The Henneke Award is designed to recognize an individual who has had a sustained impact on education or educational practices within the horse industry. The recipient’s efforts may have been related to research, teaching or outreach and may have been accomplished within academic, industry or governmental organizations. This year’s recipient is the late Dr. Harold (Skip) Hintz. Raised in Ohio, Skip Hintz received his undergraduate degree from The Ohio State University and then completed his Ph.D. in animal nutrition from Cornell University. After a short appointment at the University of California at Davis, Dr. Hintz returned to Cornell University where he had a long and distinguished career as a professor with a dual appointment in the Department of Animal Science and the College of Veterinary Medicine. Beginning in the late 1960’s Dr. Hintz initiated what would become the most famous equine nutrition program in the nation, and in the world. Dr. Hintz was a driving force in moving equine nutrition from a tradition-driven practice to a science-driven discipline. He served on National Research Committee on Horse Nutrition from 1973 through 1989 and was a key author on three revisions of The Nutrient Requirements of Horses (1973, 1978 and 1989). He was a founding member of the Equine Nutrition Society which eventually grew into the Equine Nutrition and Physiology Society and now the Equine Science Society. ESS is currently the primary venue for the presentation of equine nutrition research and has served as an important source of continuing education and professional development for equine-focused academic and industry professionals. He was also instrumental in developing the International Conference on Equine Exercise Physiology (ICEEP) which has served as the principal venue for research related to equine performance since 1983. Dr. Hintz was a prolific scientist, publishing more than 200 peer reviewed manuscripts. Over the course of his career he published some of the most important papers relating to calcium and phosphorus metabolism, protein and amino acid requirements and fiber digestion in the horse. He was an innovative scientist who was one of the first nutritionists to use fat supplemented diets for performance horses. This now-commonplace practice has allowed improved gastrointestinal health for horses requiring high energy diets. Dr. Hintz was a pioneer in generating and publishing growth curves for horses and was one of the first nutritionists to recommend an even and moderate growth rate to reduce the risk of developmental orthopedic disease. Dr. Hintz received many awards for his research contributions. Perhaps most notably, he received the AFIA Award for Nutrition Research from the American Society of Animal Science in 1984 at a time when the award was given almost exclusively to either cattle or swine nutritionists. He was also invited to give the Frank Milne State-of-the-Art Lecture by the American Association of Equine Practitioners, and was elected to the Equine Research Hall of Fame. In addition to being a prolific writer of research articles, Dr. Hintz was a leader in bringing sound nutrition and management advice to the horse owner. He wrote the book, Horse Nutrition-A practical guide which was designed “for horse owners, veterinarians, teachers and students of horse feeding”. He also produced several hundred popular 5 press articles. He had a column in the Morgan Horse magazine called “Hintz on Horses” and a regular article in the veterinary magazine “Equine Practice”. He was also the lead author on the textbook “The Horse” and contributed more than 30 chapters to veterinary and animal science textbooks. Dr. Hintz contributed to enhancing the welfare of horses through his research and scientific publications, but his greatest impact may have been through his teaching. While at Cornell be taught thousands of undergraduates about nutrition and horse management. He also provided nutritional education to veterinary students, many of whom became leading equine practitioners. He should also be credited with developing outstanding graduate students who have gone on to become leaders in the equine feed industry such as Dr. Joe Pagan, founder and owner of Kentucky Equine Research Incorporated. During the latter part of his career at Cornell, Dr. Hintz served as the Chair of the Department of Animal Science but he continued to be active in teaching and advising. Even after retiring he assisted with a number of courses and remained active as a speaker and writer. Dr. Hintz’s educational activities were not limited to the Cornell Campus. He traveled across the US and to Europe, South America, Africa, Asia, the Middle East and Australia to deliver sound nutritional advice to horse owners, producers and veterinarians. He was revered for his understandable presentations, always delivered with a little humor. There is no doubt that modern horses are better for all of Dr. Hintz’s activities; as are all of the students, horse owners and colleagues who had the chance to work with him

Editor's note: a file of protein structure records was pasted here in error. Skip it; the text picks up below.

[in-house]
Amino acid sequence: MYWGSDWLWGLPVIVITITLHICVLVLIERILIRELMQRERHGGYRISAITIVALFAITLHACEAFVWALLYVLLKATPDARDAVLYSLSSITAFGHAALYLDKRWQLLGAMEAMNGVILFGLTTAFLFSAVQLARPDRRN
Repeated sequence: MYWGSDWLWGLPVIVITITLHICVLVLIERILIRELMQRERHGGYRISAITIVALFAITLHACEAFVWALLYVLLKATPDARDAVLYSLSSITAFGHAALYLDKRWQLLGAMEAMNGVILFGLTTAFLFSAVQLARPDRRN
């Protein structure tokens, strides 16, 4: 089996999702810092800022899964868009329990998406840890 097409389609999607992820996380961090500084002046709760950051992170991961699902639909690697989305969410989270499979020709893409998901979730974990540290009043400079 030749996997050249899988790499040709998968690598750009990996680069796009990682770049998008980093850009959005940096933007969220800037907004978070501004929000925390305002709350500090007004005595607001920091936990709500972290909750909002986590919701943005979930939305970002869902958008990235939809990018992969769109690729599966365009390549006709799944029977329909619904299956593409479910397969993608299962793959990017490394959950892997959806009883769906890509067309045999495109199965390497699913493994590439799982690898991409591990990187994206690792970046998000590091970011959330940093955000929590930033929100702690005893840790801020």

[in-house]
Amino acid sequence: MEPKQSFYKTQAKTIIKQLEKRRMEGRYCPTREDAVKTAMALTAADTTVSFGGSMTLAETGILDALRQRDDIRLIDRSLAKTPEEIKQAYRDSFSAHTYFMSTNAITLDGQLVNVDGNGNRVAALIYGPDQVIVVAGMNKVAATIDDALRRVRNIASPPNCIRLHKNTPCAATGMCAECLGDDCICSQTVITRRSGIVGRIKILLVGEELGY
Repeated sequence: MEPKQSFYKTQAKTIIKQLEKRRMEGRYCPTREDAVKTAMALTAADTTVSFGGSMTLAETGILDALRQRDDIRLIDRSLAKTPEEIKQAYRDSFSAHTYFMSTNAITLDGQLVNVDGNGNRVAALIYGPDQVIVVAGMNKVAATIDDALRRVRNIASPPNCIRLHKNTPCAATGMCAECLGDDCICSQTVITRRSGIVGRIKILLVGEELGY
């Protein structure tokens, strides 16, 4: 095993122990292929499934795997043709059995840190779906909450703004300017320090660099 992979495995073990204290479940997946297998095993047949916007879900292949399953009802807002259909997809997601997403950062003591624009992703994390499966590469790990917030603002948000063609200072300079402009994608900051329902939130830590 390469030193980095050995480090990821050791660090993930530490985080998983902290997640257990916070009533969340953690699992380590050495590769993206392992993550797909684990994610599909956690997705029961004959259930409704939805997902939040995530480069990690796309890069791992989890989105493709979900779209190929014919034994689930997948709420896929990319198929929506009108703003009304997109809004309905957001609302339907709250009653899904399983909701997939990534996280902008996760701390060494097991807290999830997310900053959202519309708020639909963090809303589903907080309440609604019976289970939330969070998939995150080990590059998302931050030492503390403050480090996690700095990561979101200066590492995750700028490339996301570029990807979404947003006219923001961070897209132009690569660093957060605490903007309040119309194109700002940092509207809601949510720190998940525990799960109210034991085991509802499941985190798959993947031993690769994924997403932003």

Dr. Laurie Lawrence is internationally recognized for her scholarly work in equine science particularly as it relates to equine nutrition. Raised in NY, Laurie received her B.S. from Cornell University and her M.S. and Ph.D. at Colorado State University. She started her career at the University of Illinois and, in 1992, accepted a position at the University of Kentucky where she is a Professor and Full Member of the Graduate Faculty. In this role, she teaches courses in Equine Science, Equine Nutrition, Equine Evaluation, and Special Projects. She also advises undergraduate and graduate students and has served as advisor for several clubs including a current role as Faculty Advisor for the UK Horse Racing Club. Early on, Laurie found an interest in equine nutrition and exercise physiology and her research focus on nutrition of the performance horse was ground breaking. It led to discoveries regarding nitrogen metabolism and the role of dietary protein. As a result, new paths were created for equine research. Laurie’s work has been recognized through a host of awards including AFIA/Equine Science Society; Fellow, American Society of Animal Science; Kentucky Forage and Grassland Public Service Award; Equine Science Award from ASAS and ESS; Alfalfa Public Service Award, Kentucky Forage and Grassland Council; Thomas Poe Cooper Award for Research, College of Agriculture; ASAS-AFIA Nonruminant Nutrition Award; Distinguished Service Award, Equine Nutrition and Physiology Society. These awards recognize her extensive contributions to the body of knowledge surrounding equine science as well as the impact of her work mentoring students and colleagues. The work that Laurie embraces has resulted in numerous publications including book chapters, peer reviewed journal articles, research reports, conference proceedings, fact sheets, and popular/professional publications. A wide path of presentations covers over 20 US States and 7 international sites including Australia, Dubai, and Japan. Despite a challenging schedule of teaching and research, her service to the academic community and the industry it serves is exhaustive. Among the most notable of her achievement was her landmark service as the Chair of the National Research Council Subcommittee to revise the Nutrient Requirements of Horses. Laurie Lawrence is a master teacher who’s far reaching contributions are immeasurable. Her substantial impact on students and the academic community has been recognized through a host of prior awards and we recognize her once again with this award. This is a particularly special opportunity to recognize Laurie as she was instrumental in the early work to establish NAEAA and is closing out 10 years of service to the association. As a founding member of the Board of Directors, her support and guidance has been instrumental in moving the association from an idea to a reality. Dr. Laurie Lawrence is more than worthy to receive the Don Henneke Education Impact Award. She mirrors the intent of the award to ‘recognize an individual who has had a sustained impact on education or educational practices within the horse industry’. We thank her for her passionate service to education, research, and outreach.